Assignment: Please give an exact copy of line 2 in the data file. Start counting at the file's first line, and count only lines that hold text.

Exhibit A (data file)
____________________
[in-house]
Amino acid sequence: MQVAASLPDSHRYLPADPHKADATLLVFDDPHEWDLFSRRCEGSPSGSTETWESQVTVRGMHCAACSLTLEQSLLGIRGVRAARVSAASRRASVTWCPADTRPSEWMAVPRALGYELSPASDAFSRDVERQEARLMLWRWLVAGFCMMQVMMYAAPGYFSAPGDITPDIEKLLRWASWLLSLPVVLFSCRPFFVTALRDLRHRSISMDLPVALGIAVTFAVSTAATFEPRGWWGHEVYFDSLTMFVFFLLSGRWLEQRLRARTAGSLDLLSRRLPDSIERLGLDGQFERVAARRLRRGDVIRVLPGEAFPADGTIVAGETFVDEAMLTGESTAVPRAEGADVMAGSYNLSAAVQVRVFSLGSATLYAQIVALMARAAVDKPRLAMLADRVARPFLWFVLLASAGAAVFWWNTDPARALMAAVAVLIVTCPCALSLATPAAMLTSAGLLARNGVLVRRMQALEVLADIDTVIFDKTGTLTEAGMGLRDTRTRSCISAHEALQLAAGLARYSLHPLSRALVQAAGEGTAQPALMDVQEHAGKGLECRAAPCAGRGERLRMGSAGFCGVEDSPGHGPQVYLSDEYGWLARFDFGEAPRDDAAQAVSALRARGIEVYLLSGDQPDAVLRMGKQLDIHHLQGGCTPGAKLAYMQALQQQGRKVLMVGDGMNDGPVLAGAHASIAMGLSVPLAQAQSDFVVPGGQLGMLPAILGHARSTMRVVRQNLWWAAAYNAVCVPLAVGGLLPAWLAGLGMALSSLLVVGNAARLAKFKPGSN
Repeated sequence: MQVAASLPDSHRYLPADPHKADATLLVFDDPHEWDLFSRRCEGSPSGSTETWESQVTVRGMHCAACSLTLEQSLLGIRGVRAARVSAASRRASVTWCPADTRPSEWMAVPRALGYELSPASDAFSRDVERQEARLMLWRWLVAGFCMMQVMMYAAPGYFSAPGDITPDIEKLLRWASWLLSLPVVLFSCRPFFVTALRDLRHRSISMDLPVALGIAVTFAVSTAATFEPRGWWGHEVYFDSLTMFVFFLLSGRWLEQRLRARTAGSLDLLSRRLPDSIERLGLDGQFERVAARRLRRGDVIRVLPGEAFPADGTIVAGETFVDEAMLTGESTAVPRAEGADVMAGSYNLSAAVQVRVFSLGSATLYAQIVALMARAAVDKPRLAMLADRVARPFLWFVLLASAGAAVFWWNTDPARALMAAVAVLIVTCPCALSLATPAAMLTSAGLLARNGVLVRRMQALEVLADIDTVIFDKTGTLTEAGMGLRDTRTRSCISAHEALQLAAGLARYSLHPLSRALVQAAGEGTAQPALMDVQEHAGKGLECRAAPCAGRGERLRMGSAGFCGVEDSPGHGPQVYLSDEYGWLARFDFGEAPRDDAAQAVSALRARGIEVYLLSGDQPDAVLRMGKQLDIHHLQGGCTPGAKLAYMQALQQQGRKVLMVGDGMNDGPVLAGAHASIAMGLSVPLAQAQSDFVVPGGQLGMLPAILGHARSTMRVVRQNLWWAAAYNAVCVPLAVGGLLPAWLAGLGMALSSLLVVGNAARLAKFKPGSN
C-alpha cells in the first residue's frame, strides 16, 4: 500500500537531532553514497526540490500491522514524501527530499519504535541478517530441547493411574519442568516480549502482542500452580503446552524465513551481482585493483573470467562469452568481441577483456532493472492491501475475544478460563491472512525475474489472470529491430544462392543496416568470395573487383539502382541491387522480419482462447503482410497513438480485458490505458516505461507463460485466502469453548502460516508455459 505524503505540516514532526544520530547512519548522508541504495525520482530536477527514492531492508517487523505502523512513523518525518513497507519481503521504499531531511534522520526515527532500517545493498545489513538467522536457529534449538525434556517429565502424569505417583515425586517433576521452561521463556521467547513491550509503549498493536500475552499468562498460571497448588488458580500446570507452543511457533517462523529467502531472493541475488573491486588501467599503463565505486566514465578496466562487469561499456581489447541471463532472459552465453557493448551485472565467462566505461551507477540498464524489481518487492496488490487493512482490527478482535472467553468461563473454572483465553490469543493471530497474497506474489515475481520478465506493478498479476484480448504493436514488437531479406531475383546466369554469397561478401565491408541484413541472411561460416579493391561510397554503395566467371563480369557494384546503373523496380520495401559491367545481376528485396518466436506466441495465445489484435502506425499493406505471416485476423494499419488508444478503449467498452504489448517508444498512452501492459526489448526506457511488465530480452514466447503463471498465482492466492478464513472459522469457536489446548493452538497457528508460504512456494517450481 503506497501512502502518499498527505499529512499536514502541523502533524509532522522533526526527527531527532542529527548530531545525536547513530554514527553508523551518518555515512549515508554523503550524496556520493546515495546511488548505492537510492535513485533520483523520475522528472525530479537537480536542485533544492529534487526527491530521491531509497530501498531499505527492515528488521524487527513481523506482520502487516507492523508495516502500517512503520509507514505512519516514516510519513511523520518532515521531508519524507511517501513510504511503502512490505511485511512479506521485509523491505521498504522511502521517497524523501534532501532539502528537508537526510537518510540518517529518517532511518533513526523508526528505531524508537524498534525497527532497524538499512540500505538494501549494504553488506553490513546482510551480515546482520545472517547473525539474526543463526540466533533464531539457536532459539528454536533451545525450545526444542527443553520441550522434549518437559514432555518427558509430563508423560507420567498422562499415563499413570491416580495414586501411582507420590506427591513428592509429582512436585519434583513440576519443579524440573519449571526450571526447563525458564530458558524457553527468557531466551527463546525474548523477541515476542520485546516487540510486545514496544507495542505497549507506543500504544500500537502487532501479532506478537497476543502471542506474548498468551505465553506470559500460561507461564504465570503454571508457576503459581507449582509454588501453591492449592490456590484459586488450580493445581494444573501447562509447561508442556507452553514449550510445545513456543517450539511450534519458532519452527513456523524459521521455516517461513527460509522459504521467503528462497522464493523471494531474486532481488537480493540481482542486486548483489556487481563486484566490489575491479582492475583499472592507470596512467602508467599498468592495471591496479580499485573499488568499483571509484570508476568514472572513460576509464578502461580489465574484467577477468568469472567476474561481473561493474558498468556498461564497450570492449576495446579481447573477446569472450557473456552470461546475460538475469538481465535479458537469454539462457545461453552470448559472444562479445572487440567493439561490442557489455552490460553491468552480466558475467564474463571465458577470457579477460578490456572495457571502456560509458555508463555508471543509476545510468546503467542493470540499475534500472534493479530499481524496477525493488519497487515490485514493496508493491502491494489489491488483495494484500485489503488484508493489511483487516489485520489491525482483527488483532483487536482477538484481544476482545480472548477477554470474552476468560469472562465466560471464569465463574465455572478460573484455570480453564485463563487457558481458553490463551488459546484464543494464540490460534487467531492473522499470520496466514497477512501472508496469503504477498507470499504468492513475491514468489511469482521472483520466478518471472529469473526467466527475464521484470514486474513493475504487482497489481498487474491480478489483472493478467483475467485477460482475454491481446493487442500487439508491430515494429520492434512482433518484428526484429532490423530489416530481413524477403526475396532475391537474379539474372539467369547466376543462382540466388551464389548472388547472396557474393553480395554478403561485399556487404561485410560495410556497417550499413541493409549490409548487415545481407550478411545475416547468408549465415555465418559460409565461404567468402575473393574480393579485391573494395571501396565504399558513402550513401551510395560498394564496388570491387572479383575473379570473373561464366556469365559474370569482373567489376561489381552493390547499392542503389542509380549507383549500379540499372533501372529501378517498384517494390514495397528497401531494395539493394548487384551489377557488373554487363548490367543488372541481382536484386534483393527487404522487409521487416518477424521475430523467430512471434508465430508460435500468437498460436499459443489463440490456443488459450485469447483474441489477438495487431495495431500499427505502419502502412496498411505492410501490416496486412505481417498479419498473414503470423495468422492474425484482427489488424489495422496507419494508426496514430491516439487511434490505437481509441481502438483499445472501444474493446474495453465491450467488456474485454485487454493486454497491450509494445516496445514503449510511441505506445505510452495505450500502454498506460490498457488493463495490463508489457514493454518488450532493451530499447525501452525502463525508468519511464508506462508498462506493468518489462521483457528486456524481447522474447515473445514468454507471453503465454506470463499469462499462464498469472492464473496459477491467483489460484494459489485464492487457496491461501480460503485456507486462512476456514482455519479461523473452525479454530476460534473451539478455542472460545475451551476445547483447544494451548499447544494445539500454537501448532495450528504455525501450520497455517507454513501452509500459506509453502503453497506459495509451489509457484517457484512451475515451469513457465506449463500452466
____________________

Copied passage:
Amino acid sequence: MQVAASLPDSHRYLPADPHKADATLLVFDDPHEWDLFSRRCEGSPSGSTETWESQVTVRGMHCAACSLTLEQSLLGIRGVRAARVSAASRRASVTWCPADTRPSEWMAVPRALGYELSPASDAFSRDVERQEARLMLWRWLVAGFCMMQVMMYAAPGYFSAPGDITPDIEKLLRWASWLLSLPVVLFSCRPFFVTALRDLRHRSISMDLPVALGIAVTFAVSTAATFEPRGWWGHEVYFDSLTMFVFFLLSGRWLEQRLRARTAGSLDLLSRRLPDSIERLGLDGQFERVAARRLRRGDVIRVLPGEAFPADGTIVAGETFVDEAMLTGESTAVPRAEGADVMAGSYNLSAAVQVRVFSLGSATLYAQIVALMARAAVDKPRLAMLADRVARPFLWFVLLASAGAAVFWWNTDPARALMAAVAVLIVTCPCALSLATPAAMLTSAGLLARNGVLVRRMQALEVLADIDTVIFDKTGTLTEAGMGLRDTRTRSCISAHEALQLAAGLARYSLHPLSRALVQAAGEGTAQPALMDVQEHAGKGLECRAAPCAGRGERLRMGSAGFCGVEDSPGHGPQVYLSDEYGWLARFDFGEAPRDDAAQAVSALRARGIEVYLLSGDQPDAVLRMGKQLDIHHLQGGCTPGAKLAYMQALQQQGRKVLMVGDGMNDGPVLAGAHASIAMGLSVPLAQAQSDFVVPGGQLGMLPAILGHARSTMRVVRQNLWWAAAYNAVCVPLAVGGLLPAWLAGLGMALSSLLVVGNAARLAKFKPGSN